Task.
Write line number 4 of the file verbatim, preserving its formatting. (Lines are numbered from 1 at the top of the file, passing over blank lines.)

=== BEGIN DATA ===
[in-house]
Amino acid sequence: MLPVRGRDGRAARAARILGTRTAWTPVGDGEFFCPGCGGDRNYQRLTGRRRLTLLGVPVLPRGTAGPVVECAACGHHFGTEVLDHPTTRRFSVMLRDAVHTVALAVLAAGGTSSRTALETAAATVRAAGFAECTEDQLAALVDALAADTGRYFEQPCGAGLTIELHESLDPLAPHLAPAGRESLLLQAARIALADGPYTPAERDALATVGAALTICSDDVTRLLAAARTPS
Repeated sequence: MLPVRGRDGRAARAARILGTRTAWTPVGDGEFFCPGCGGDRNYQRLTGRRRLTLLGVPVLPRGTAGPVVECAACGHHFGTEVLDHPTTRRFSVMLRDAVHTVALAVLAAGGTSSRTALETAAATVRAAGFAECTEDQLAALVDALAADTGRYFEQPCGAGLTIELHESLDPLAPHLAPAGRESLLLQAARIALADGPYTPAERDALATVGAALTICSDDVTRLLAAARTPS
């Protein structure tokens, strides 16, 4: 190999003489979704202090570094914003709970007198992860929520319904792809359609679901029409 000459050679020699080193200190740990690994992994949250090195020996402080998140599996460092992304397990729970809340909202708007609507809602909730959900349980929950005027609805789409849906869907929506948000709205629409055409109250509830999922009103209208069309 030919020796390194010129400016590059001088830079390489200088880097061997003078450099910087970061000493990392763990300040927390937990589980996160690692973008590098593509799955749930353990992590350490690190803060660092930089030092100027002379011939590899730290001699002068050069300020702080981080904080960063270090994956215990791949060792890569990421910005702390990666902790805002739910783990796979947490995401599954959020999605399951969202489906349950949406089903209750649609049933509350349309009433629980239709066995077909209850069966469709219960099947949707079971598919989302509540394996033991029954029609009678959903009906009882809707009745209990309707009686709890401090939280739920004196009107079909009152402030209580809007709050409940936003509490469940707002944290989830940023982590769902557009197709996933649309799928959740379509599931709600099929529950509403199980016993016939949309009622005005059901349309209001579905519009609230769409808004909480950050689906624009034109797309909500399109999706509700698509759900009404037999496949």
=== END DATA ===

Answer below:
């Protein structure tokens, strides 16, 4: 190999003489979704202090570094914003709970007198992860929520319904792809359609679901029409 000459050679020699080193200190740990690994992994949250090195020996402080998140599996460092992304397990729970809340909202708007609507809602909730959900349980929950005027609805789409849906869907929506948000709205629409055409109250509830999922009103209208069309 030919020796390194010129400016590059001088830079390489200088880097061997003078450099910087970061000493990392763990300040927390937990589980996160690692973008590098593509799955749930353990992590350490690190803060660092930089030092100027002379011939590899730290001699002068050069300020702080981080904080960063270090994956215990791949060792890569990421910005702390990666902790805002739910783990796979947490995401599954959020999605399951969202489906349950949406089903209750649609049933509350349309009433629980239709066995077909209850069966469709219960099947949707079971598919989302509540394996033991029954029609009678959903009906009882809707009745209990309707009686709890401090939280739920004196009107079909009152402030209580809007709050409940936003509490469940707002944290989830940023982590769902557009197709996933649309799928959740379509599931709600099929529950509403199980016993016939949309009622005005059901349309209001579905519009609230769409808004909480950050689906624009034109797309909500399109999706509700698509759900009404037999496949």